How To: Check Your Hard Drive Temperature

Today’s article is going to teach you how to check your hard drive temperature (in Linux, of course). There are a number of ways to do this, so we’ll just cover one way in this article. It may seem complicated, but it’s not. This should be a pretty short article.

You should have a general idea of the temperature of components within your computer. The components have various operating temperatures and keeping them within spec means they’ll last longer and give you better performance.

Hard drives generally have temperature sensors and we’ll be using ‘hddtemp’ in the terminal to check your hard drive temperature. It won’t work with every hard drive, but it may work with yours. It’s a pretty easy application to install and use, so we’ll go over it as though you’re using Debian/Ubuntu/Mint or something that uses apt. A quick check says you have this available for other distros.

By the way, ‘hddtemp’ defines itself accurately enough, like so:

hddtemp – Utility to monitor hard drive temperature

Which is, as the article intends, exactly what we’re going to do…

Check Your Hard Drive Temperature:

This article requires an open terminal, like many other articles on this site. If you don’t know how to open the terminal, you can do so with your keyboard – just press CTRL + ALT + T and your default terminal should open.

With your terminal now open, let’s install ‘hddtemp’:

Next, we want to start it as a service:

And we’ll want to have ‘hddtemp’ start with the boot process:

That’s about it for the installation. Now all you need to do is know which hard drive you want to check. You can get a list of hard drives by running:

Next, you’ll run ‘hddtemp’ as a privileged user and use the path to the drive you want to check. So, it’d look a lot like this:

If you’re in luck, it’ll spit out the drive temperature. If you prefer Fahrenheit, the command should look similar to this:

That’s really all there is to it. You can check the man page for other options, but this is how most folks are going to use ‘hddtemp’ on their own local computers.

Closure:

Well, this was a short article. I have a bit of a stomach ache, so picked one that’d be shorter than most. Ah well… At least now you know at least one way to check your hard drive temperature. That’s always a good thing.

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How To: Check CPU Temps With lm_sensors

There are a variety of ways to check your CPU temps, and this one will be covering this with lm_sensors. It’s a handy application and it’s often installed by default. Moreover, it’ll be available for pretty much every distro out there.

This time around, we’ll be using the above-mentioned lm-sensors. Wikipedia describes lm_sensors as thus:

lm_sensors (Linux-monitoring sensors) is a free open-source software-tool for Linux that provides tools and drivers for monitoring temperatures, voltage, humidity, and fans. It can also detect chassis intrusions.

It then says that a citation is needed. Thank you, Wikipedia. That’s helpful.

With so little to go on, we can check the man page. Alas, man lm_sensors has no entry. You’ll actually need to use the less obvious man sensors. That description isn’t much better, but it beats a blank.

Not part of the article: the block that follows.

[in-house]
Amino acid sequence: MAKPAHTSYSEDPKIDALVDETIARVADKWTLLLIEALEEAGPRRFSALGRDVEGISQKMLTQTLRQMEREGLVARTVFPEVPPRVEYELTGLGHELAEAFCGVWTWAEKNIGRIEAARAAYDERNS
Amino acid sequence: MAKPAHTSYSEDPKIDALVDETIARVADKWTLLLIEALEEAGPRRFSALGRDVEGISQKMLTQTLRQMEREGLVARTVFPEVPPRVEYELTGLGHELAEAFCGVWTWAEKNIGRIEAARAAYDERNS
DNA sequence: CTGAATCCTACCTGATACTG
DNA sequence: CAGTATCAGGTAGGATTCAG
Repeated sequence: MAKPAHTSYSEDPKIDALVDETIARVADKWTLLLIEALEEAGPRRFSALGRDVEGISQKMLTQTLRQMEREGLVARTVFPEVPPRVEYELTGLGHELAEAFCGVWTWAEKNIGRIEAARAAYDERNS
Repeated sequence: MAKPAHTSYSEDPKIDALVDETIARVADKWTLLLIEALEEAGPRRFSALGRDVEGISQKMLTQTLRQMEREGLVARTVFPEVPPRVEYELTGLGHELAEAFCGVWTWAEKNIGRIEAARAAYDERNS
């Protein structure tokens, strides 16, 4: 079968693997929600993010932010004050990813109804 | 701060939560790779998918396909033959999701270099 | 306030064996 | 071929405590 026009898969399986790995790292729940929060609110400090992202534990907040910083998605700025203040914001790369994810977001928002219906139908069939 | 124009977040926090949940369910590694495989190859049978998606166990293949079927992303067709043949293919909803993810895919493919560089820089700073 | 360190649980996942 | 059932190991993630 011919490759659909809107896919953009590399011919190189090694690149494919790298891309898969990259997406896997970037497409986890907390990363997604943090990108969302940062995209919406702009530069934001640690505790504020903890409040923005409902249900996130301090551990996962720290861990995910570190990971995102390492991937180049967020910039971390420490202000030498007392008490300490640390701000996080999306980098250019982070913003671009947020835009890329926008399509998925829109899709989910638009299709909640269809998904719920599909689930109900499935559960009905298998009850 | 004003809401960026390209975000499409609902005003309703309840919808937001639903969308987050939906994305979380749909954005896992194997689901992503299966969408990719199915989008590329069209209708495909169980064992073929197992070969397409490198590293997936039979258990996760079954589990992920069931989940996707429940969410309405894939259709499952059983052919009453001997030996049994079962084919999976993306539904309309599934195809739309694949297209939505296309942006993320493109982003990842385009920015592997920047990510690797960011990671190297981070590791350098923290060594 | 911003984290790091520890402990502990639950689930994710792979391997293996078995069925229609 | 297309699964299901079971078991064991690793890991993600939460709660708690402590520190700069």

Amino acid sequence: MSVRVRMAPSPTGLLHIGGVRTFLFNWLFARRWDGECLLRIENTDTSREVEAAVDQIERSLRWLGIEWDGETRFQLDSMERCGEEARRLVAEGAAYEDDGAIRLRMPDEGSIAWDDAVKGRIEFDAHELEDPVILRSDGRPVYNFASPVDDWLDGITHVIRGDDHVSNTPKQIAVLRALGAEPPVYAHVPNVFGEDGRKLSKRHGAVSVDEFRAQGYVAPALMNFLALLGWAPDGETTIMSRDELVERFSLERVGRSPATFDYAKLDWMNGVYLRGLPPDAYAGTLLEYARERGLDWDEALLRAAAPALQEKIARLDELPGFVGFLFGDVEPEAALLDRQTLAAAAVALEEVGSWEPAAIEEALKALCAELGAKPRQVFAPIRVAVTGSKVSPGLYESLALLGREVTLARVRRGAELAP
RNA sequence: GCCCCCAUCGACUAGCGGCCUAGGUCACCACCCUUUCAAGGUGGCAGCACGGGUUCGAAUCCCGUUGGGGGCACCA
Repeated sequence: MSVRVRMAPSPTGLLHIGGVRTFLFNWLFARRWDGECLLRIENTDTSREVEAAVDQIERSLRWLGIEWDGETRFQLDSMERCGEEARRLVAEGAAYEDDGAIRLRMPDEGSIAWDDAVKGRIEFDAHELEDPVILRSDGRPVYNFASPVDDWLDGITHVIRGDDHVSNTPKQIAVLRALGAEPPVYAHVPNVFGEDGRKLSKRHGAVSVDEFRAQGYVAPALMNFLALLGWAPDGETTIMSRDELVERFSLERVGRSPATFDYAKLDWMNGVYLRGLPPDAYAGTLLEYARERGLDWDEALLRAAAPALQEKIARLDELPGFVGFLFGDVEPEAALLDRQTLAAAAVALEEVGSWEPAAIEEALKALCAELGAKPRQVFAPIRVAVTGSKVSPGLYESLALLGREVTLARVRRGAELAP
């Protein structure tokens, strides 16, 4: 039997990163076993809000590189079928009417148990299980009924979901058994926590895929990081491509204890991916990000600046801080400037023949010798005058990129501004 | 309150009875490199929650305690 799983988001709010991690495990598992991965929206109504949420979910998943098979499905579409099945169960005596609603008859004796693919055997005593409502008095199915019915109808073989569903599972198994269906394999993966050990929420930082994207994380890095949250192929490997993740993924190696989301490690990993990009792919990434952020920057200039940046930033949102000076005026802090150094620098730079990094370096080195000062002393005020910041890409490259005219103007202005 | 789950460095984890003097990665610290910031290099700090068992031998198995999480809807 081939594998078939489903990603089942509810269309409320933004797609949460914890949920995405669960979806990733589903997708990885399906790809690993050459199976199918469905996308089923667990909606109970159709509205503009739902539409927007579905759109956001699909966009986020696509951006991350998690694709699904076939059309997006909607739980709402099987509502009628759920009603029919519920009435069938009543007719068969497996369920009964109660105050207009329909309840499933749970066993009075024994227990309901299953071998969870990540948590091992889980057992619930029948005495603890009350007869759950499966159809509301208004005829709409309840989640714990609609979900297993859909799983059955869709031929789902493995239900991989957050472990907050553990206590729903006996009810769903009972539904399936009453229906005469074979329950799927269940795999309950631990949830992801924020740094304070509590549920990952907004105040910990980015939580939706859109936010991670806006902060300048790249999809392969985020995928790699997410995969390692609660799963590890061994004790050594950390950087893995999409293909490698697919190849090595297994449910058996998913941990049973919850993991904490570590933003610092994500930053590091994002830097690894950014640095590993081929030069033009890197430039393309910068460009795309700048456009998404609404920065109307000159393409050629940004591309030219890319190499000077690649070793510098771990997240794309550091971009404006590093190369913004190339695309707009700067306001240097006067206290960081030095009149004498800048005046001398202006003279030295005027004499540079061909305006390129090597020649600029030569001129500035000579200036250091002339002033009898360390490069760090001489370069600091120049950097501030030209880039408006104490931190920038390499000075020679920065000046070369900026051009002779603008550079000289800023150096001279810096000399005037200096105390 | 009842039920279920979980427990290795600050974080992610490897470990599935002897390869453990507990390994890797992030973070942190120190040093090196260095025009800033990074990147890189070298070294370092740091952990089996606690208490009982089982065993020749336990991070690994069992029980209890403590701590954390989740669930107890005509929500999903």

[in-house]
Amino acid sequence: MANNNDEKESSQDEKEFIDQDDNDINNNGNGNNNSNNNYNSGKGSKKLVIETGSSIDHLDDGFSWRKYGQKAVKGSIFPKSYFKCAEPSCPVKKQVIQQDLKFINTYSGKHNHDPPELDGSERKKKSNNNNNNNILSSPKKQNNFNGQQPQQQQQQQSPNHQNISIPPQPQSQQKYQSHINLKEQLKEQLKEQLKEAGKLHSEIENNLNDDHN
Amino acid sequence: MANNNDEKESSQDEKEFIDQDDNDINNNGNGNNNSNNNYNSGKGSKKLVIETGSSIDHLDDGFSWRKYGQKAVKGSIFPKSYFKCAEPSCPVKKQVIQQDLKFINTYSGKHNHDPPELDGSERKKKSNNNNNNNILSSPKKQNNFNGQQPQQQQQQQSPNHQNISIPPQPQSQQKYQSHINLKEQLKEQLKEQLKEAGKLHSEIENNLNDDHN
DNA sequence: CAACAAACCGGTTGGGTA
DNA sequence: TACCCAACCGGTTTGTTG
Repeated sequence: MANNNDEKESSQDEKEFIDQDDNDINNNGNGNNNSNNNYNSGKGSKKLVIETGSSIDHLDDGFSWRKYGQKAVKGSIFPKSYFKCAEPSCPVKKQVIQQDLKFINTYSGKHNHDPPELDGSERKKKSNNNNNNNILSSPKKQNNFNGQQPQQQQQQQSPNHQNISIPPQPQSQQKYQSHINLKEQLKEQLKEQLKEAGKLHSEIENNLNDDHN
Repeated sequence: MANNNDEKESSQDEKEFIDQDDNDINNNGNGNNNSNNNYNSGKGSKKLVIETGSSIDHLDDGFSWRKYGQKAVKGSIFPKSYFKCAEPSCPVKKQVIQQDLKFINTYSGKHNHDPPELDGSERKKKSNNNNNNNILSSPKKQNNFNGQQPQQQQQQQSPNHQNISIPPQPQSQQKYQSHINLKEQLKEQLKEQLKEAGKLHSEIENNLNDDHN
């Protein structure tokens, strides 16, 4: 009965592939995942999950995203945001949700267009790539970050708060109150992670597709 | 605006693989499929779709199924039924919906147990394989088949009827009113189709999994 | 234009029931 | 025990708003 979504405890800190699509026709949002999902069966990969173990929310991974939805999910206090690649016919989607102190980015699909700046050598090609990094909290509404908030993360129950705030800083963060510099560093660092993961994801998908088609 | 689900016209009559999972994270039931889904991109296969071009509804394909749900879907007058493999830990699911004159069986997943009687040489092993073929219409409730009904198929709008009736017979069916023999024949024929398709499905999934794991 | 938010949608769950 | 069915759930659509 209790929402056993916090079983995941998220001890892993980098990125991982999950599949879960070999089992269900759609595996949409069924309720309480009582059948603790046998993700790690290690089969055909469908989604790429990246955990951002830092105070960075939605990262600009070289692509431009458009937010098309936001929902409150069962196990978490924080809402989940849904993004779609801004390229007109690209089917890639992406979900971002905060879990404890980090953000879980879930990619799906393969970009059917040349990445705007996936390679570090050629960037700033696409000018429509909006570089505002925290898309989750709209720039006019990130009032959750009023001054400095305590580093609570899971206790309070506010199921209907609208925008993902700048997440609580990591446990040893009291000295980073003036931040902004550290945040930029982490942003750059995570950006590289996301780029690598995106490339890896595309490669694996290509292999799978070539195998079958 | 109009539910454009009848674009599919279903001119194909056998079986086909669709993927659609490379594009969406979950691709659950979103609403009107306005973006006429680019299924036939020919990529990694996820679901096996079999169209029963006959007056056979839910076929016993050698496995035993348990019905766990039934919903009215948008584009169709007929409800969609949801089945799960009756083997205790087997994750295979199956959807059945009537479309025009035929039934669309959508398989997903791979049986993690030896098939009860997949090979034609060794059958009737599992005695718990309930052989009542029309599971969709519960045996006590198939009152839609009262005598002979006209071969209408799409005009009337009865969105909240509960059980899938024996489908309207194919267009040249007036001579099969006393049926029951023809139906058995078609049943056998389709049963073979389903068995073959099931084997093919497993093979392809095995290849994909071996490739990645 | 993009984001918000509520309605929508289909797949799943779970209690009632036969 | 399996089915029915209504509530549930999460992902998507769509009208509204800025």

sensors is used to show the current readings of all sensor chips. sensors -s is used to set all limits as specified in the configuration file. sensors –bus-list is used to generate bus statements suitable for the configuration file.

This will, of course, also tell you more about using lm_sensors, though there really aren’t a whole lot of options. It outputs what it outputs and you’ll like it. You’ll potentially get more information than just the CPU temps, but this article is about how to check CPU temps.

Check CPU Temps:

This rest of this article should be short and straightforward. Like normal, open up your default terminal emulator by pressing CTRL + ALT + T. Once the terminal is open, you can install lm_sensors easily enough. Try one of the following (note the varied names):

Debian/Ubuntu/etc:

Suse/OpenSUSE:

Fedora/RHEL/Rocky:

Arch/Manjaro/etc:

So far so good, yes? Well, now we need sensors to find our hardware and that’s another command in the terminal. Specifically, it’s this:

That’s going to run and it’s interactive. You will have to type “YES” over and over again. You’ll eventually need to hit the ENTER button. Fortunately, once you’re done, it’s all over and you never have to do it again – unless you add/change hardware that has sensors.

With lm_sensors loaded properly, let’s check CPU temps! It’s a really simple command – and it’s just:

If you are an American that is easily frightened by the metric system, you can just add the -f switch for Fahrenheit, like so:

Your output should look something like this:

lm_sensors in action
That’s a pretty standard output. Note the included CPU temps (listed by core, starting at core 0).

It should be noted that there’s more to the output than the CPU temps. This is not always the case. Your hardware may not have sensors that report back the operating conditions – but your CPU will almost always report that data so that the OS can do things like throttle-down for energy saving purposes. Be sure to run man sensors to see the rest of the options.

Closure:

Congratulations! You can now easily tell how hot (or cold) your CPU is running. You should also look up your CPU’s temperature thresholds. This way you’ll be able to tell if your CPU is running hotter than it should be running. Doing this can save your hardware or give it greater longevity.

Thanks for reading! If you want to help, or if the site has helped you, you can donate, register to help, write an article, or buy inexpensive hosting to start your own site. If you scroll down, you can sign up for the newsletter, vote for the article, and comment.

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